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COVID-19: All the latest LIVE worldwide updates - today's updates are also on our Portal page, here)

Coronavirus - 6th April 2021


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Post by Kitkat Tue Apr 06 2021, 10:13

Summary for Tuesday, 6th April

  • Non-essential retail, gyms and spas can reopen from 12 April in England, with restaurants allowed to serve outdoors
  • Suggestions the UK could introduce Covid status certificates proving someone has had a vaccine, tested negative or has immunity have led to criticism by MPs
  • But Vaccines Minister Nadhim Zahawi said any plans to adopt such certificates would be brought before Parliament
  • The Moderna vaccine will be available in the UK "around the third week of April", Zahawi confirmed
  • Later steps in easing restrictions, such as indoor mixing, could cause a resurgence in hospitalisations and deaths, government scientists warn
  • The family of Captain Sir Tom Moore have encouraged people to take up their own "100" challenge on what would have been his 101st birthday weekend
  • Australian and New Zealand residents will be able to travel between the two nations without having to quarantine from 19 April
  • North Korea has announced it will not take part in the Olympics this year, saying the decision is to protect its athletes from Covid-19

Good morning and welcome to our coronavirus live page.
Here’s a round-up of the main stories this morning.

  • Businesses in England are gearing up for the next stage of unlocking, after the PM confirmed non-essential retail could reopen and restaurants would be allowed to serve outdoors from 12 April
  • There has been criticism over plans for Covid passports in England, amid fears they could create a "two-tier" society. Government documents released on Monday said such certificates - that prove if someone has had a vaccine, has tested negative or has immunity - were likely to become "a feature of our lives"
  • The family of Captain Sir Tom Moore have encouraged people to take on their own "100" challenge on what would have been his 101st birthday weekend. The Army veteran, who raised almost £33m for NHS charities by walking 100 laps of his Bedfordshire garden before he turned 100, died on 2 February
  • Unions have criticised a 50p-per-week increase in statutory sick pay as "miserly". TUC general secretary Frances O'Grady said "no-one should be plunged into hardship if they need to self-isolate"
  • Australian and New Zealand residents will be able to travel between the two nations without having to quarantine from 19 April. Since October, New Zealand travellers have been allowed to enter most Australian states without quarantine, though this had not been reciprocated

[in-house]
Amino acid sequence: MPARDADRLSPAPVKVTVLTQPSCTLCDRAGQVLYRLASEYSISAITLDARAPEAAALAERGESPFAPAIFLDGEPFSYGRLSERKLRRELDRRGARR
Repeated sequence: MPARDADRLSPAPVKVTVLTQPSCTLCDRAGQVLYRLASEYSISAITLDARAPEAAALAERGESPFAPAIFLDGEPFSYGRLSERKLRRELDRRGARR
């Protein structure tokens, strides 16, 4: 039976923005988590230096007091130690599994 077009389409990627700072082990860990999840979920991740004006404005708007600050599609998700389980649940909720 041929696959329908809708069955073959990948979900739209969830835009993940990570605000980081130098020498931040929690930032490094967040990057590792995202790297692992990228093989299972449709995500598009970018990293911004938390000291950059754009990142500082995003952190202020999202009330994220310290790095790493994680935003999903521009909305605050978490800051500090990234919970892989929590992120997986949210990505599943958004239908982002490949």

• North Korea has announced it will not take part in the Tokyo Olympics this year , saying the decision is to protect its athletes from Covid-19. The decision puts an end to South Korea's hopes of using the Games to engage with the North amid stalled cross-border talks

Here are the key recent developments from around the world:

The Guardian

  • UK prime minister Boris Johnson confirmed it will move to the second stage of its lockdown lifting from next week, as non-essential shops, pub gardens and hairdressers will reopen.
  • In France the number of people in intensive care units with Covid rose by 92 to 5,433 on Monday.
  • Another 296 people have died in Italy, bringing its death toll to 111,326. New infections fell from 18,025 to 10,680.
  • Authorities in Saudi Arabia said only people who have been vaccinated or had the virus will be able to do the umrah pilgrimage later this month.
  • The infection rate in Spain has risen again to an average of 163.4 per 100,000 over the last fortnight, as it reported 85 more deaths.
  • Up to 200 workers at Goldman Sachs’ office in London will return to the office this week .
  • The US has now administered 167,187,795 vaccines and distributed a total of 207,891,395 to clinics, the Centres for Disease Control and Prevention has reported.
  • Mexico’s government reported another 252 more deaths on Monday. It means that 204,399 have now died from the virus.
  • People aged under-30 in the UK may stop being given the Oxford/AstraZeneca vaccine over concerns about rare blood clots.
  • An investigation has been launched in France after a TV exposé revealed “clandestine” luxury dinners in Paris despite the pandemic.

Latest across Europe

  • The first phase of reopening has begun in Denmark, with hairdressers and tattooists back at work and some children’s age groups back at school. Key to the reopening is a negative test and test centres have been very busy in the run-up to reopening. So-called corona passports will also become very important in the coming weeks.
  • Several European countries are giving their vaccine campaigns a post-Easter boost from this morning. The Stade de France in Paris, known for legendary sporting clashes on the pitch, has opened this morning with the aim of providing 10,000 vaccinations a week. It’s one of more than 35 so called vaccinodromes that are aimed at ramping up the vaccine campaign. Latest figures show 9.3 million first doses have already been given in France. But hospital cases are still rising.
  • Germany’s network of 35,000 family doctors is getting involved too this week. So far the country's vaccination campaign has been limited to 430 special centres. Meanwhile, the south-western state of Saarland is beginning its exit from lockdown even though cases are still rising. Outdoor gatherings and outdoor café visits are allowed as well as contact sports with a negative test.
  • Italy is also aiming to speed up its vaccination campaign, with more than eight million vaccine doses expected to arrive this month alone. Prime Minister Mario Draghi has set an eventual target of half a million vaccinations a day.